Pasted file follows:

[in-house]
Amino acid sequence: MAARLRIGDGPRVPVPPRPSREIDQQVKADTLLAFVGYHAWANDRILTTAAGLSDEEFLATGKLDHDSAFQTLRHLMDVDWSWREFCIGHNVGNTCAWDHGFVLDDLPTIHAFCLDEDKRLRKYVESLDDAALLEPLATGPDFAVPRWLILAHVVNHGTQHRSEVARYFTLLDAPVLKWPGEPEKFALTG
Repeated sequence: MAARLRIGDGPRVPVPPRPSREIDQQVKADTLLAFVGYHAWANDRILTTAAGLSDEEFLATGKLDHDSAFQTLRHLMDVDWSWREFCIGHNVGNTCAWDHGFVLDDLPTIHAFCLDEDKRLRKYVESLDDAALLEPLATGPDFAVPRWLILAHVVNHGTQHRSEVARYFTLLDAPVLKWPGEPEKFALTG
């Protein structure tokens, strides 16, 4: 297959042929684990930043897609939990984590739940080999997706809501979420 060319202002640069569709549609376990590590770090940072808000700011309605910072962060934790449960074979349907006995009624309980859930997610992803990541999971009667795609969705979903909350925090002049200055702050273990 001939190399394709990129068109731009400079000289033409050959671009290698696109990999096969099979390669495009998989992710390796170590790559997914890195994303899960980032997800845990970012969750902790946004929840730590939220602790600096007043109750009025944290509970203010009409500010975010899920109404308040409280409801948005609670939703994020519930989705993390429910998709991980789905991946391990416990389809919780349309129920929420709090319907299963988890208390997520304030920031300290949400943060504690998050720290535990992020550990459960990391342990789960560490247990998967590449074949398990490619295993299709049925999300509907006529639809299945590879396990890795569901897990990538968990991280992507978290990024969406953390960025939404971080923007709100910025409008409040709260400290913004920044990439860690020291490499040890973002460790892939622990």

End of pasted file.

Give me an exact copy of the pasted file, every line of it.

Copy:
[in-house]
Amino acid sequence: MAARLRIGDGPRVPVPPRPSREIDQQVKADTLLAFVGYHAWANDRILTTAAGLSDEEFLATGKLDHDSAFQTLRHLMDVDWSWREFCIGHNVGNTCAWDHGFVLDDLPTIHAFCLDEDKRLRKYVESLDDAALLEPLATGPDFAVPRWLILAHVVNHGTQHRSEVARYFTLLDAPVLKWPGEPEKFALTG
Repeated sequence: MAARLRIGDGPRVPVPPRPSREIDQQVKADTLLAFVGYHAWANDRILTTAAGLSDEEFLATGKLDHDSAFQTLRHLMDVDWSWREFCIGHNVGNTCAWDHGFVLDDLPTIHAFCLDEDKRLRKYVESLDDAALLEPLATGPDFAVPRWLILAHVVNHGTQHRSEVARYFTLLDAPVLKWPGEPEKFALTG
């Protein structure tokens, strides 16, 4: 297959042929684990930043897609939990984590739940080999997706809501979420 060319202002640069569709549609376990590590770090940072808000700011309605910072962060934790449960074979349907006995009624309980859930997610992803990541999971009667795609969705979903909350925090002049200055702050273990 001939190399394709990129068109731009400079000289033409050959671009290698696109990999096969099979390669495009998989992710390796170590790559997914890195994303899960980032997800845990970012969750902790946004929840730590939220602790600096007043109750009025944290509970203010009409500010975010899920109404308040409280409801948005609670939703994020519930989705993390429910998709991980789905991946391990416990389809919780349309129920929420709090319907299963988890208390997520304030920031300290949400943060504690998050720290535990992020550990459960990391342990789960560490247990998967590449074949398990490619295993299709049925999300509907006529639809299945590879396990890795569901897990990538968990991280992507978290990024969406953390960025939404971080923007709100910025409008409040709260400290913004920044990439860690020291490499040890973002460790892939622990």